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on February 17, 2012
I ordered the TDS-4 after reading several reviews on it and other products as well as comparing the specs to its rivals.

I read all the specs for each tester I found and it came down to this TDS-4 and the TDS-EZ. The determining factors were its accuracy and ATC. The TDS-4 has a stated accuracy of +/- 2% as opposed to the +/- 3% of the TDS-EZ. The TDS-4 has ATC (Automatic Temperature Compensation) which comes in handy since water can be different temps. Each had the same hold and auto-off function and read in 1 ppm for the first 999 and 10 ppm for 1000 - 9990.

One disappointment I had with the TDS-4 was that it didn't have a "How pure is your water?" chart on the back like the TDS-EZ. It's not hard to remember what's on the TDS-EZ chart, but would be a nice-to-have. Instead I just remember that 0 to 50 is what my RO system should be at, 50 to 100 are carbon filters, 100 to 200 is hard water, 200 to 400 is average tap water (200 to 300 being marginally acceptable drinking water), and that 500 is the EPA's max level it should be (Source: TDS-EZ chart).

I originally ordered the TDS-4 to test our new RO (reverse osmosis) under counter filtration system (Watts Premier WP-4V). Now for my experience with the TDS-4, when I received the unit from Amazon I immediately tested my RO system first (29 ppm), then my tap (251 ppm), and finally RO water from a local watershop (2 ppm). My RO system was in mid-range of the 0 to 50 acceptable for RO systems, my tap was in the mid-range of acceptable tap levels of 200 to 300, and the water from the watershop was almost pure water. I'm pleased with my RO system compared to the watershop since they have huge filtration systems and the WP-4V takes up less than half of my cabinet under the sink; although, I do wish they tasted identical, the WP-4V tastes good, just not perfect like that from the watershop.

I did another test at my employer who a filter on the drinking water, the result was 221 ppm, I knew it was bad, but expected better because of the filter which I don't know what kind of filter it is. Needless to say I'm bringing in my own water for now on since the water from their tap was 240 ppm.

I ordered the TDS-4 from Amazon Prime and received it in 2 days in perfect condition. I would definitely recommend this to those who want an estimate of what the level of TDS is in their water, it will also come in handy to show the life of our RO filters.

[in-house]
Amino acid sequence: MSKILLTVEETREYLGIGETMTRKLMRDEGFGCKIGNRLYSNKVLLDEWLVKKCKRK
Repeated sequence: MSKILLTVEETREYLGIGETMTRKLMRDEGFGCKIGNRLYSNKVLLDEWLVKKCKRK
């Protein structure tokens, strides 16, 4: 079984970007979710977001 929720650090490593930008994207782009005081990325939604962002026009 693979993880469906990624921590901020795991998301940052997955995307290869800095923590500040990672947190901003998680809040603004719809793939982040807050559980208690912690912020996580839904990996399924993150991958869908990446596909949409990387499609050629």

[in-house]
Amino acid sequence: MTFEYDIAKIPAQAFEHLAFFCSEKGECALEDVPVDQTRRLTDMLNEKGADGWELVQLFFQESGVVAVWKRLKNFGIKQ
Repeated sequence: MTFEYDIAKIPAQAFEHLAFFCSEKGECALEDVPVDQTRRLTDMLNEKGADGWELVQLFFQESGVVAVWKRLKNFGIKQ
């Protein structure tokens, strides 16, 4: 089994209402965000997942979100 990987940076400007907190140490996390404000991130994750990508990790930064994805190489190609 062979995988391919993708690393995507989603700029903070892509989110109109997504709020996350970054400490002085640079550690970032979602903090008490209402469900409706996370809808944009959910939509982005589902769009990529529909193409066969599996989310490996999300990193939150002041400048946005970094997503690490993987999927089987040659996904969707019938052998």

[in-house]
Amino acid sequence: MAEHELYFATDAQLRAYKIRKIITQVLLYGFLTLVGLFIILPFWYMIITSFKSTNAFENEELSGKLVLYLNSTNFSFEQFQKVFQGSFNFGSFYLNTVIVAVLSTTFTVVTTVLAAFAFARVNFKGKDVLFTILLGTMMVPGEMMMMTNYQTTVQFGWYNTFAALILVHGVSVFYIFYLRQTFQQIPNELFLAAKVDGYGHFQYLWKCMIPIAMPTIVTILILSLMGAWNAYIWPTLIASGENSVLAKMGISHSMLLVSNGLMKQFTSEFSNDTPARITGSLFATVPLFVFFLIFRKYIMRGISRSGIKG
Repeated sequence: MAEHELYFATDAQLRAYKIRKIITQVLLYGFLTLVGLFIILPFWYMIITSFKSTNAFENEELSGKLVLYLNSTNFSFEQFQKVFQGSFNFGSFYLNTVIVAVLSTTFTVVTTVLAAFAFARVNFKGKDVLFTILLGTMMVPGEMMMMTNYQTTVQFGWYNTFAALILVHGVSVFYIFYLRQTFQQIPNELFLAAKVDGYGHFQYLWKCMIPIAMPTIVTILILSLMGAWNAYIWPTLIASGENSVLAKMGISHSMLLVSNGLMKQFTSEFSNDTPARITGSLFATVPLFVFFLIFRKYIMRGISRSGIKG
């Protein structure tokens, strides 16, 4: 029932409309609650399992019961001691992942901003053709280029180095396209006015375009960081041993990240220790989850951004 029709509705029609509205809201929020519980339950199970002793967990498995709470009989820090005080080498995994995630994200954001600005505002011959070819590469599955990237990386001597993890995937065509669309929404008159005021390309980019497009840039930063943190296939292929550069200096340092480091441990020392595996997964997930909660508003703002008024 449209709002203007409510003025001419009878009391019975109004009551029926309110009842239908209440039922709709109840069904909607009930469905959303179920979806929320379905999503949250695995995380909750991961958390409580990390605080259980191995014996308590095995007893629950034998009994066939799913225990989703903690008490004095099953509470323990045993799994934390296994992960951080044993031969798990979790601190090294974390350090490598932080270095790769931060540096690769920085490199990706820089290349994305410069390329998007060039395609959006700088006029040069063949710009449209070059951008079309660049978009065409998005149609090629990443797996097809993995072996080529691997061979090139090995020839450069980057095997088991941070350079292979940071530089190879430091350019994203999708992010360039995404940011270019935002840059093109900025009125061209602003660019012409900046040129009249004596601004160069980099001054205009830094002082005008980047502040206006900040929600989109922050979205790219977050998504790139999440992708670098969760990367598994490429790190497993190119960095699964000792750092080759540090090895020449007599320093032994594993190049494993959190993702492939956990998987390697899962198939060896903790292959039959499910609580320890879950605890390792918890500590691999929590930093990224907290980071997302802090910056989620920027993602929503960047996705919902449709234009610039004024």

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on November 10, 2010
I have a reverse osmosis water system for drinking water that's about 3 years old. I was about to replace the filters because the manual says to replace them every 3-5 years. Good thing I ordered this $25 tester. It's about the size of a highlighter pen, has a clear number display, and is super easy to use. You test the water out of the tap then test the water out of the RO system. Divide the RO number by the tap number to get a percentage. As long as it's under 20% you don't have to change the membrane filter. My percentage was 5%, which means I've probably got a few more years before I need to change my membrane!
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on December 16, 2012
I have found the writeup for HM Digital TDS meter model TDS-4 and TDS EZ is poor in that the distinction between the two TDS meters is not apparent in the Amazon write up. For those who are interested TDS-4 is temperature compensated and TDS EZ TDS reading is not temperature compensated, meaning TDS-4 should give you less variation in TDS readings.

Ok I cannot put the web URL in, Amazon does too good of a job finding that you have put a web link in. I will place the URL location vertical:


Also you should know the TDS-3 does everything the TDS-4 does and it also reads out temperature, TDS-3 is not a slim design though.
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on October 20, 2011
This meter works great. I wanted to check the hardness of my home water so a TDS (Total Dissolved Solids) meter will give a rough indication of hardness. I ordered the meter and it came within a week. I just purchased a TDS meter from Fisher and tried both of them at the same time. I rinsed out a cup with water (several times) then filled the cup with tap water. The HM read 185 ppm and the Fisher meter read 430 ppm TDS. I thought wow, somebody is wrong. So I took both meters back to the laboratory I work in. I prepared a 292 ppm TDS standard from dried NaCl and ultra high purity DI water. The HM meter read the standard as 287 ppm and the Fisher meter read the standard as 410 ppm.
I guess you don't always get what you pay for. The $20 HM was way more accurate than the more expensive Fisher TDS meter.
Both meters work and the Fisher meter can be re calibrated but why spend more money when the HM meter works great.
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on March 22, 2011
This review is on both the meter and the calibration fluid designed to calibrate the meter.

I bought the TDS-3 from Amazon as a check on the efficacy of my Brita filters. Shortly after I bought it I misplaced it (don't ask, it's a lesson in applied stupidity) so I bought another. You guessed it; I found the first one immediately after the second one arrived.